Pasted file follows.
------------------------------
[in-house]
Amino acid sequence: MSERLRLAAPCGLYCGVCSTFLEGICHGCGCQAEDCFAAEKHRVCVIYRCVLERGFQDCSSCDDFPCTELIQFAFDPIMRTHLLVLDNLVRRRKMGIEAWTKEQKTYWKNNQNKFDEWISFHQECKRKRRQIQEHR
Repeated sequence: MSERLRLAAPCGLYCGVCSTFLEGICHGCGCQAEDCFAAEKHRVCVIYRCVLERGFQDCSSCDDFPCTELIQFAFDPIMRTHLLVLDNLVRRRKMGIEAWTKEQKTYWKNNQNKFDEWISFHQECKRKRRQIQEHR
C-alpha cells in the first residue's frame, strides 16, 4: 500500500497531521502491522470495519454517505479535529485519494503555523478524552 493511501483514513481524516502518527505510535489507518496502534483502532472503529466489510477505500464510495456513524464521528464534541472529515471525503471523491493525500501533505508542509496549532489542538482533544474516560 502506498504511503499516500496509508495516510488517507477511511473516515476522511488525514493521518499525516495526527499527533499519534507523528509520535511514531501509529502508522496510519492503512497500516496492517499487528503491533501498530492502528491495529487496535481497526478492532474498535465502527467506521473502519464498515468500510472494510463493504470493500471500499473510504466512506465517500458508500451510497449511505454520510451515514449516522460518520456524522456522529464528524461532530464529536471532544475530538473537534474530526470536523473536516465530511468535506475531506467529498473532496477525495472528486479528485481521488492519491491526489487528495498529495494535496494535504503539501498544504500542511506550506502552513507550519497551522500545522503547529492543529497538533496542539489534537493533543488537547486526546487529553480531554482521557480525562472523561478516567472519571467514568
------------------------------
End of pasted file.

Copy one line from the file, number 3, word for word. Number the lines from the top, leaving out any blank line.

Repeated sequence: MSERLRLAAPCGLYCGVCSTFLEGICHGCGCQAEDCFAAEKHRVCVIYRCVLERGFQDCSSCDDFPCTELIQFAFDPIMRTHLLVLDNLVRRRKMGIEAWTKEQKTYWKNNQNKFDEWISFHQECKRKRRQIQEHR